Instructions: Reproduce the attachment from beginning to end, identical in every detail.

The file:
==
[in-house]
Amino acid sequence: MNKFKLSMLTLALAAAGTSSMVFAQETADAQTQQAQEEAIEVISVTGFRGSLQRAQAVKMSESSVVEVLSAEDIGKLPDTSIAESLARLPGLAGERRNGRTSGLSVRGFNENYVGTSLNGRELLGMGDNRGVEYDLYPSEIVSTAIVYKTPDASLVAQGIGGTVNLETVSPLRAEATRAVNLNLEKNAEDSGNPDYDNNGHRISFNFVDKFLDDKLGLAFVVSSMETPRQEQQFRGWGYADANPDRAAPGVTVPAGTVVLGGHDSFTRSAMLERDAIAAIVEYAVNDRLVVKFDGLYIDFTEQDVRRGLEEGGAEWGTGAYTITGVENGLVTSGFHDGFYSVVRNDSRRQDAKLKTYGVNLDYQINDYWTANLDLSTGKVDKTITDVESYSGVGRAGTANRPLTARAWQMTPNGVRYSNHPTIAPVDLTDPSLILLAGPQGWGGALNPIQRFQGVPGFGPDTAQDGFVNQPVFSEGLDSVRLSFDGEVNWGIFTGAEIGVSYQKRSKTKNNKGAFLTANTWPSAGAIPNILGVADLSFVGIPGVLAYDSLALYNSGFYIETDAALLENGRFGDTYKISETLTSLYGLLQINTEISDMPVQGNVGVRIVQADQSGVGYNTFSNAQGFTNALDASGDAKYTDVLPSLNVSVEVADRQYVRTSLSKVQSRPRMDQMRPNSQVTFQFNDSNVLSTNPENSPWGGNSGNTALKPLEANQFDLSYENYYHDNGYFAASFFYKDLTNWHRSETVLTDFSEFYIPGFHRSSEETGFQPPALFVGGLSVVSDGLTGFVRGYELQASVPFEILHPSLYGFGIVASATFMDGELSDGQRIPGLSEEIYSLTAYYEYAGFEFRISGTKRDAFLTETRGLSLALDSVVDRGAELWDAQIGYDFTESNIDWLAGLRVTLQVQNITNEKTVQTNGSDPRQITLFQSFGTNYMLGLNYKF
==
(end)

[in-house]
Amino acid sequence: MNKFKLSMLTLALAAAGTSSMVFAQETADAQTQQAQEEAIEVISVTGFRGSLQRAQAVKMSESSVVEVLSAEDIGKLPDTSIAESLARLPGLAGERRNGRTSGLSVRGFNENYVGTSLNGRELLGMGDNRGVEYDLYPSEIVSTAIVYKTPDASLVAQGIGGTVNLETVSPLRAEATRAVNLNLEKNAEDSGNPDYDNNGHRISFNFVDKFLDDKLGLAFVVSSMETPRQEQQFRGWGYADANPDRAAPGVTVPAGTVVLGGHDSFTRSAMLERDAIAAIVEYAVNDRLVVKFDGLYIDFTEQDVRRGLEEGGAEWGTGAYTITGVENGLVTSGFHDGFYSVVRNDSRRQDAKLKTYGVNLDYQINDYWTANLDLSTGKVDKTITDVESYSGVGRAGTANRPLTARAWQMTPNGVRYSNHPTIAPVDLTDPSLILLAGPQGWGGALNPIQRFQGVPGFGPDTAQDGFVNQPVFSEGLDSVRLSFDGEVNWGIFTGAEIGVSYQKRSKTKNNKGAFLTANTWPSAGAIPNILGVADLSFVGIPGVLAYDSLALYNSGFYIETDAALLENGRFGDTYKISETLTSLYGLLQINTEISDMPVQGNVGVRIVQADQSGVGYNTFSNAQGFTNALDASGDAKYTDVLPSLNVSVEVADRQYVRTSLSKVQSRPRMDQMRPNSQVTFQFNDSNVLSTNPENSPWGGNSGNTALKPLEANQFDLSYENYYHDNGYFAASFFYKDLTNWHRSETVLTDFSEFYIPGFHRSSEETGFQPPALFVGGLSVVSDGLTGFVRGYELQASVPFEILHPSLYGFGIVASATFMDGELSDGQRIPGLSEEIYSLTAYYEYAGFEFRISGTKRDAFLTETRGLSLALDSVVDRGAELWDAQIGYDFTESNIDWLAGLRVTLQVQNITNEKTVQTNGSDPRQITLFQSFGTNYMLGLNYKF